When you are first learning to play pickleball, the rules and scoring can seem very complex. But the more you play, the more it will become second nature. Here are the basics for pickleball scoring:
Although there are many scoring rules of pickleball, there are a few basics that are really important to remember, including points, how to keep score, and what happens during a serve.
Pickleball can be played as singles or doubles, but the scoring stays pretty much the same.
Pickleball is usually played to 11 points, and you have to win by two.
Tournaments can be played to 15 or 21, win by two.
Pickleball can be played as singles or doubles.
Every rally begins with a serve.
Only the serving team can score a point by winning a rally.
In doubles, each player on a team has a chance to serve.
Only one player serves during the first serve of the game before it is handed over to the other team.
Before each serve, the server should call out the score by saying: their team's score first - the opposing team's score - their server number (which may either be one or two).
An example of this would be 2-0-1, which is 2 (your team’s score), 0 (the opposing team’s score), and 1 (whether you are the first or second server on your team).
After you announce the score, there are a few serving rules in pickleball to remember:
The player in the right service court will always serve first for a team.
If the serving team scores a point, the two players switch places so the first server now serves from the left service court.
The serving team will continue switching places until they lose a rally.
When the serving team loses a rally, the second server will now serve in the position they are already in.
Once the serving team loses another rally, the opposing team now has two chances to serve. This is called a side out.
In singles play, each player serves until they lose a rally.
It is only necessary to call out the score during singles and not the server's number (examples: 1-5, instead of 1-5-1).
The score is four to three, with the serving team in the lead. The first server is still serving. The score is called out as 4-3-1.
The serving team loses the rally, so now the second server will serve and call out the score as 4-3-2.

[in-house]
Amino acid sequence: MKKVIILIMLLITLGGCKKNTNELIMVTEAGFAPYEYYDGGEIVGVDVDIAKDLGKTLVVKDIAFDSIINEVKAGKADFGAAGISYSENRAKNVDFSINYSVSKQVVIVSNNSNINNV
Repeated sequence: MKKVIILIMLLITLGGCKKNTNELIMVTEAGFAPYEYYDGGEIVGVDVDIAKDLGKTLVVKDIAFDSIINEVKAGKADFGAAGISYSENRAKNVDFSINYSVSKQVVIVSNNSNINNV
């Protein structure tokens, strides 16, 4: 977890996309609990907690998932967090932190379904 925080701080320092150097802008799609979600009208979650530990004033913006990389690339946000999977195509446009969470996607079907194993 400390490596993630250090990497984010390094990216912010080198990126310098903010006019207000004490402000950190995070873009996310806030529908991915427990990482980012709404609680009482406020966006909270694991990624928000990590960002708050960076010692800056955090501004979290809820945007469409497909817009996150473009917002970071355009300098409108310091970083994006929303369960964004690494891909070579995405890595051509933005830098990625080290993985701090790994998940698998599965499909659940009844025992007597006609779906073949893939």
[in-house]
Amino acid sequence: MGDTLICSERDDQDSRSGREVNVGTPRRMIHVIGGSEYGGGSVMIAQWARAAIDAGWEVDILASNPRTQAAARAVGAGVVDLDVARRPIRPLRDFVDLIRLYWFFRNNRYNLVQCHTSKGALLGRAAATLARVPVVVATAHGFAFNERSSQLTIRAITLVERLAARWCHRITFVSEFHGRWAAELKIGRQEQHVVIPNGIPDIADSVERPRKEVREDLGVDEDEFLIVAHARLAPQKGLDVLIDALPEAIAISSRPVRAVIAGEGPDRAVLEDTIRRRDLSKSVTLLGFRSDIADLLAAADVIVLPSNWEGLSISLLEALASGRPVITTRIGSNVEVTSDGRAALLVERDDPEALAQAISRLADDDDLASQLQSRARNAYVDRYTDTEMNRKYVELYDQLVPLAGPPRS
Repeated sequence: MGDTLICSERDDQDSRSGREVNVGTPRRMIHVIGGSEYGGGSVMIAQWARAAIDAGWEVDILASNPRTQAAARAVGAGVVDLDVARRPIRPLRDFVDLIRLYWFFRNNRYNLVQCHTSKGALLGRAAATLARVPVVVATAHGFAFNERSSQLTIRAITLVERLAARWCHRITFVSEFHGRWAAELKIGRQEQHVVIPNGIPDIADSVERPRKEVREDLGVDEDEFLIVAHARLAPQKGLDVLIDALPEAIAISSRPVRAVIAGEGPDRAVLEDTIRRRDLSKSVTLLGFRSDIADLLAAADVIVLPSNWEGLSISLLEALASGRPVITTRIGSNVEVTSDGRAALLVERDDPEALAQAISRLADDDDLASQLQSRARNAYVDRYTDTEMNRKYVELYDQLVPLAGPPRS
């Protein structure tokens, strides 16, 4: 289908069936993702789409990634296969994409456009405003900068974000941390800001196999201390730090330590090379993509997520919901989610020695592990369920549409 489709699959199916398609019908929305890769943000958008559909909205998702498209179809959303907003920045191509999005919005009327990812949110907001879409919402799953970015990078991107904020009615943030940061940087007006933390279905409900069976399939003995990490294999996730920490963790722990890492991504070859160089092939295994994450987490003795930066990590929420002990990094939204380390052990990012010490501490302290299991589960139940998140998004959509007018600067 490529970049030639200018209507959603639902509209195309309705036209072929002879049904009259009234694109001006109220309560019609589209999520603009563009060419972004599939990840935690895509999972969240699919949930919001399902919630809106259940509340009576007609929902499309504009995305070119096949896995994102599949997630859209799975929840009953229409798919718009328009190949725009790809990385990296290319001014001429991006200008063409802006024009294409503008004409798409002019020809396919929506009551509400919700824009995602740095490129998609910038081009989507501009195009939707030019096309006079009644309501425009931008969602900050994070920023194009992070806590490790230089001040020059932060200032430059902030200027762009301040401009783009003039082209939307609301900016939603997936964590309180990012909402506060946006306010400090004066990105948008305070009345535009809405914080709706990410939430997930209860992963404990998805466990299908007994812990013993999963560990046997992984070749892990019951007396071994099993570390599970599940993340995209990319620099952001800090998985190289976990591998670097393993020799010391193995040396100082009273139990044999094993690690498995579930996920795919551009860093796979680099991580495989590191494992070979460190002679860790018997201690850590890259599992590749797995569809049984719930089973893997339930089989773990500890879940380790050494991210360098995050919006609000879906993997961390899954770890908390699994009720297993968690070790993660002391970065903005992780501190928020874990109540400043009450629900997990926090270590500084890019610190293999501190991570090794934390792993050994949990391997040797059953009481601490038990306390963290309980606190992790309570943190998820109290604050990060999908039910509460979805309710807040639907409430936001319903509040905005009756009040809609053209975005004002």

The serving team wins the rally, so the serving team will switch places. The second server will call out the score as 5-3-2, and serve.
The serving team loses the rally this time, so it is side out. Now the opposing team has two chances to serve.
The first server on the opposing team will call out the score as 3-5-1 before serving.
The only exception to both players serving is with the very first server of a game.
The very first server of the game still serves from the right service court, but he or she starts as the second server so the team who serves first does not have an unfair advantage.
The very first score of the game is called out as 0-0-2.
Because the first server of the game is considered the second server, a side-out is called as soon as the serving team faults and the other team gets to serve. Here are a few more pickleball scoring rules to remember concerning the first serve of the game:
Once a player loses the rally, it is a side-out.
It is important to keep track of which service court you serve from.
If you are the first server of the game and your score is an even number, you should be serving from the right service court.
If you are the first server of the game and your score is an odd number, you should be serving from the left service court.
Pickleball tournament scoring is the same as regular games, with a few potential exceptions:
Tournament games may be scored to 11, 15, or 21.
The winner must still win by two.
Some tournaments may have their matches be best of three or best of five games.
In pickleball singles, each player only serves once. If your score is an even number, you serve from the right service court and if your score is an odd number, you serve from the left service court. Once a player loses the rally, it is a side out.
Read all the rules for pickleball singles.
The scoring rules of pickleball may seem very complicated at first, but getting out and playing will help you learn more quickly. Whether you are taking a beginner pickleball course or just jumping right in to play, fellow players will help you learn and remind you of the best way to score pickleball games.
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